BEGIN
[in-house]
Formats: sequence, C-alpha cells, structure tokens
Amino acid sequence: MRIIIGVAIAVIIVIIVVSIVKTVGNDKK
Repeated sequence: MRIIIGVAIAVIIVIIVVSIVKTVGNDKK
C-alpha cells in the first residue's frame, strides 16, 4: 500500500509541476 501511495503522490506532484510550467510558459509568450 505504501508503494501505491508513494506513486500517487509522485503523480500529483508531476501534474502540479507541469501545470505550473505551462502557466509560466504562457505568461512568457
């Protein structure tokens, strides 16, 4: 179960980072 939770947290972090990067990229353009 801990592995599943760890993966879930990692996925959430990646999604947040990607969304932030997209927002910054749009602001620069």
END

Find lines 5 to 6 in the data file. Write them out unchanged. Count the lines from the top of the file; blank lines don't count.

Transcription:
C-alpha cells in the first residue's frame, strides 16, 4: 500500500509541476 501511495503522490506532484510550467510558459509568450 505504501508503494501505491508513494506513486500517487509522485503523480500529483508531476501534474502540479507541469501545470505550473505551462502557466509560466504562457505568461512568457
């Protein structure tokens, strides 16, 4: 179960980072 939770947290972090990067990229353009 801990592995599943760890993966879930990692996925959430990646999604947040990607969304932030997209927002910054749009602001620069």